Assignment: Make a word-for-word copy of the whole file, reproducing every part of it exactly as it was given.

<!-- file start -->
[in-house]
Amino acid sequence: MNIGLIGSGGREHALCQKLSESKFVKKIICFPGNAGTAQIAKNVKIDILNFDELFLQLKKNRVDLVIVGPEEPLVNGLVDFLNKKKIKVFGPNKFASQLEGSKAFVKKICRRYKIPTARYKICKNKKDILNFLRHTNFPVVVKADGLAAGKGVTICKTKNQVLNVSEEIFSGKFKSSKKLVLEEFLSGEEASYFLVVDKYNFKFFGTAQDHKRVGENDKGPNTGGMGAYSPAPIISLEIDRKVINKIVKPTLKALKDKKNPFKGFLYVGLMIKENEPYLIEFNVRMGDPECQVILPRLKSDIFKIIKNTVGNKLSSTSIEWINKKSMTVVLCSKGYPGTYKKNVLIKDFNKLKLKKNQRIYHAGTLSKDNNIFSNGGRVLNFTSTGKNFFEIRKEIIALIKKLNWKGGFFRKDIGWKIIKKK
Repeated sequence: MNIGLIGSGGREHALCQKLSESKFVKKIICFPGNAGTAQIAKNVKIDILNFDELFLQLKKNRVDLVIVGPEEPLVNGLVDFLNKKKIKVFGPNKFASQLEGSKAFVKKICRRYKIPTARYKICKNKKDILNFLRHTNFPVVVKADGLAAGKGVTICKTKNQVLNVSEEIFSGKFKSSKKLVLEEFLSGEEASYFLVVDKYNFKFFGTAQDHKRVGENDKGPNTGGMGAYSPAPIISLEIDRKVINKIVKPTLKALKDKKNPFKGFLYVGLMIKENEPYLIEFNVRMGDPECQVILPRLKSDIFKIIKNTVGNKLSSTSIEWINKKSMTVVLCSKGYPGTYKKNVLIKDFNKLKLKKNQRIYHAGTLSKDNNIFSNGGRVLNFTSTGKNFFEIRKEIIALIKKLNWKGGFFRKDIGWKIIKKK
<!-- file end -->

[in-house]
Amino acid sequence: MNIGLIGSGGREHALCQKLSESKFVKKIICFPGNAGTAQIAKNVKIDILNFDELFLQLKKNRVDLVIVGPEEPLVNGLVDFLNKKKIKVFGPNKFASQLEGSKAFVKKICRRYKIPTARYKICKNKKDILNFLRHTNFPVVVKADGLAAGKGVTICKTKNQVLNVSEEIFSGKFKSSKKLVLEEFLSGEEASYFLVVDKYNFKFFGTAQDHKRVGENDKGPNTGGMGAYSPAPIISLEIDRKVINKIVKPTLKALKDKKNPFKGFLYVGLMIKENEPYLIEFNVRMGDPECQVILPRLKSDIFKIIKNTVGNKLSSTSIEWINKKSMTVVLCSKGYPGTYKKNVLIKDFNKLKLKKNQRIYHAGTLSKDNNIFSNGGRVLNFTSTGKNFFEIRKEIIALIKKLNWKGGFFRKDIGWKIIKKK
Repeated sequence: MNIGLIGSGGREHALCQKLSESKFVKKIICFPGNAGTAQIAKNVKIDILNFDELFLQLKKNRVDLVIVGPEEPLVNGLVDFLNKKKIKVFGPNKFASQLEGSKAFVKKICRRYKIPTARYKICKNKKDILNFLRHTNFPVVVKADGLAAGKGVTICKTKNQVLNVSEEIFSGKFKSSKKLVLEEFLSGEEASYFLVVDKYNFKFFGTAQDHKRVGENDKGPNTGGMGAYSPAPIISLEIDRKVINKIVKPTLKALKDKKNPFKGFLYVGLMIKENEPYLIEFNVRMGDPECQVILPRLKSDIFKIIKNTVGNKLSSTSIEWINKKSMTVVLCSKGYPGTYKKNVLIKDFNKLKLKKNQRIYHAGTLSKDNNIFSNGGRVLNFTSTGKNFFEIRKEIIALIKKLNWKGGFFRKDIGWKIIKKK